Boomkat Product Review:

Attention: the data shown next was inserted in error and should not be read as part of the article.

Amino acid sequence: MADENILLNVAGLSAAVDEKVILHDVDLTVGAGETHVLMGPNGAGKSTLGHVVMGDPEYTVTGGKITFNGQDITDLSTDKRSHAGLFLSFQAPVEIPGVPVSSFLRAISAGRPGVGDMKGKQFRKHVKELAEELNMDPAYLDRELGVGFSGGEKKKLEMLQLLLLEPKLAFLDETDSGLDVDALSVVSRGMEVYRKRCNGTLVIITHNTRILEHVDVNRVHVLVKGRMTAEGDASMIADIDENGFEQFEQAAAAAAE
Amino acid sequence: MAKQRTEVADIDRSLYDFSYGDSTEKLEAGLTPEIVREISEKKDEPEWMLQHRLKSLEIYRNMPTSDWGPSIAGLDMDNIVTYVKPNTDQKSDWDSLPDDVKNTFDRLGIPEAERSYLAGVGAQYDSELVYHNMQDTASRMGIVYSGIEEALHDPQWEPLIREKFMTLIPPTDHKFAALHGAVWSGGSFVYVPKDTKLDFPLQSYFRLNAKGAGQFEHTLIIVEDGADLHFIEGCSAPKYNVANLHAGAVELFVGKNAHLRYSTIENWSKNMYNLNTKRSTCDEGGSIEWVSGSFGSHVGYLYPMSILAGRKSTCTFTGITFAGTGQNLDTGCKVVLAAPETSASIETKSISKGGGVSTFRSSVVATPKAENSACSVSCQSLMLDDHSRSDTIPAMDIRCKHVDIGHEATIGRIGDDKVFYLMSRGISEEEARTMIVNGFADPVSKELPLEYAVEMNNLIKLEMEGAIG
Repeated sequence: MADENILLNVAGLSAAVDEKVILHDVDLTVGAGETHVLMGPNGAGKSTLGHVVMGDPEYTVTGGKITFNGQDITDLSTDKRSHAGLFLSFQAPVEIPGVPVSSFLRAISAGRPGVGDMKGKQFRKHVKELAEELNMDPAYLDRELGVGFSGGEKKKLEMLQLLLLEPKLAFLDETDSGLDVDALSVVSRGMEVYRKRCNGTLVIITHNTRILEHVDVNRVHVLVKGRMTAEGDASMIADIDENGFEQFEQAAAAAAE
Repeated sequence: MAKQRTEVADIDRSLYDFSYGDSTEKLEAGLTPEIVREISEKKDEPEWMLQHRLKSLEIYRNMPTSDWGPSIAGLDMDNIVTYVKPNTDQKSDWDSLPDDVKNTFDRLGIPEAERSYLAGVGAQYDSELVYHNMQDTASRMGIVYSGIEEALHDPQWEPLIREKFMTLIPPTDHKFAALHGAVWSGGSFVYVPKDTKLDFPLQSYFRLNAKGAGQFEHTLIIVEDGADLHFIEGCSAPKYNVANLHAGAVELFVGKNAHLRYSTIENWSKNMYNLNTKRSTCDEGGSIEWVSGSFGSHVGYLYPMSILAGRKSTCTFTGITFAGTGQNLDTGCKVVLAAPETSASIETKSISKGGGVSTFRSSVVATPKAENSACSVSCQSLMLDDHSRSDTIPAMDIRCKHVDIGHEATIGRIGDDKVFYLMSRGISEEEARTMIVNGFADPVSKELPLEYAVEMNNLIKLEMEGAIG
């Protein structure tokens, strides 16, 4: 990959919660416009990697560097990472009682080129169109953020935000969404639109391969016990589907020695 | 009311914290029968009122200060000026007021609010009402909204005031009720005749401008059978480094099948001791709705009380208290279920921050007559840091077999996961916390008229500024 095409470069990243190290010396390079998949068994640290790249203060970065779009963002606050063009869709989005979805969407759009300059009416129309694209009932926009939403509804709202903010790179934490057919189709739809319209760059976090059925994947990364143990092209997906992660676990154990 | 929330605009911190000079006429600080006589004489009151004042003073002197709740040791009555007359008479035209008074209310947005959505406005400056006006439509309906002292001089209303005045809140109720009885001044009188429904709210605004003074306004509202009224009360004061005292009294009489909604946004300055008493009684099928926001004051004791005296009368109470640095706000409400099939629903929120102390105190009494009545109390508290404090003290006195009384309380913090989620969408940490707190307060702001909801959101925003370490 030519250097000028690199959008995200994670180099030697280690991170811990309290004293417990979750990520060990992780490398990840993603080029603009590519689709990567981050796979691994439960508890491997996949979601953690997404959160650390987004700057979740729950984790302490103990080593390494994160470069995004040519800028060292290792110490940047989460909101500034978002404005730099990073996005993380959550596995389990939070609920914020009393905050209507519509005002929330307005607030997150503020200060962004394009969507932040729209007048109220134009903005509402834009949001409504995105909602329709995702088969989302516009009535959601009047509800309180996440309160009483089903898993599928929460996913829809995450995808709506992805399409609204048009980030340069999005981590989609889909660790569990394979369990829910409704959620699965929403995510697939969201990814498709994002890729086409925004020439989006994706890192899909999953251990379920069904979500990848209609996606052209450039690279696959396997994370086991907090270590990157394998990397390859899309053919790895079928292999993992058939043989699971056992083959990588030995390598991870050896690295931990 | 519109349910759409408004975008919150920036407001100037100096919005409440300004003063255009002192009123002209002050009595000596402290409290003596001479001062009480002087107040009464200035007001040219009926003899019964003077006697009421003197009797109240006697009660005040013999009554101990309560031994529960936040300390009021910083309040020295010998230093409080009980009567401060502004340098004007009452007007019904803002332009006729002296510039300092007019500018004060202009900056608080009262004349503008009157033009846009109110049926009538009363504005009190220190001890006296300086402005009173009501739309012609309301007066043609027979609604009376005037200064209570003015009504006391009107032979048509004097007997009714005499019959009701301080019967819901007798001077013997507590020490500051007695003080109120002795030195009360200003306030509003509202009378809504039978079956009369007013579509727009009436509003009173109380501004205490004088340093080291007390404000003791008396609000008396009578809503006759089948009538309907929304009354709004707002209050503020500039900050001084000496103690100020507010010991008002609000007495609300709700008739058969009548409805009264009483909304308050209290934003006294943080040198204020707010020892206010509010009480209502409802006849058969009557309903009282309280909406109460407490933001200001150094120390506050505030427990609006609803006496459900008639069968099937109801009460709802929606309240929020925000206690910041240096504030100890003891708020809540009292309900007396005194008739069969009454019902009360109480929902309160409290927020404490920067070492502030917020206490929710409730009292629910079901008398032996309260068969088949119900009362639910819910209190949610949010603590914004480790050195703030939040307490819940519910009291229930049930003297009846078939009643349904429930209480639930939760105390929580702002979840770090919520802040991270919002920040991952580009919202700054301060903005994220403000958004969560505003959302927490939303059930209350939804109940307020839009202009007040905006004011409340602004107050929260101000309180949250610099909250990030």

**Utterly mindblowing compendium of albums, rarities and archival recordings from one of the most compelling characters to have emerged from the 1980's cassette/wave/underground, made in an individually numbered edition of 600 copies for the world including a certificate of ownership and individual sleeves housed inside a deluxe, embossed canvas box** After blowing us away with that gargantuan box of Geman Punk & Wave, Vinyl on Demand return to present one the year's most anticipated archival issues - a comprehensive collection of material by seminal NYC-based minimal synth mistress Tara Cross, mostly released on cassette and vinyl between 1982 and 1989. As one of the leading female figures of the '80s cassette underground, Tara created a lo-fi but distinct aesthetic with meagre means; just an Electro-Harmonix mini synthesizer, primitive drum box and vocals recorded to tape. After starting out in punk bands, she developed an unconventional, artfully experimental style of minimal synth music which appeared on several cassette releases and more recently on a number of Minimal Wave compilations, including the 'Minimal Wave Tapes' release with Stones Throw. With 65 tracks included here, Tara was evidently a prolific artist making an incomparable mark in a severely male dominated field. The compilation is presented in chronological order. The first LP contains nine attention deficit 'Spurt Ditties' from her 1982 cassette, and five selections from 1983's 'Waiting For The War', covering a spectrum of expressions from incredible drum machine bursts to music box oddities, arabesque drones and warped wave music. The music on the second LP is more developed, opening out into longer, more layered synthpop experiments with Henk Wallays of Unovidual and stranger, fragmented sounds with Port Said's Stefan Tischler made between between 1984-88. The third disc features compilation tracks from 1985-1989, from baroque machine miniatures to discordant pastoral pops, while disc four covers her most substantial tracks, working with an expanded instrumental palette and ornate song structures for 'Tempus Fugit' and some wonderful beatless ambient sections, depositing us at the stunning darkwave closer 'Aalter Image'. Judging from this body of work, Tara was unswayed by other musical movements of the era and irrevocably in love with the mystical potential of electronics and the way they allowed her to express a truly unique identity. There's just so much to immerse yourself in over this enormous set - making for one of the standout archival editions we've honestly ever seen. Just so so good.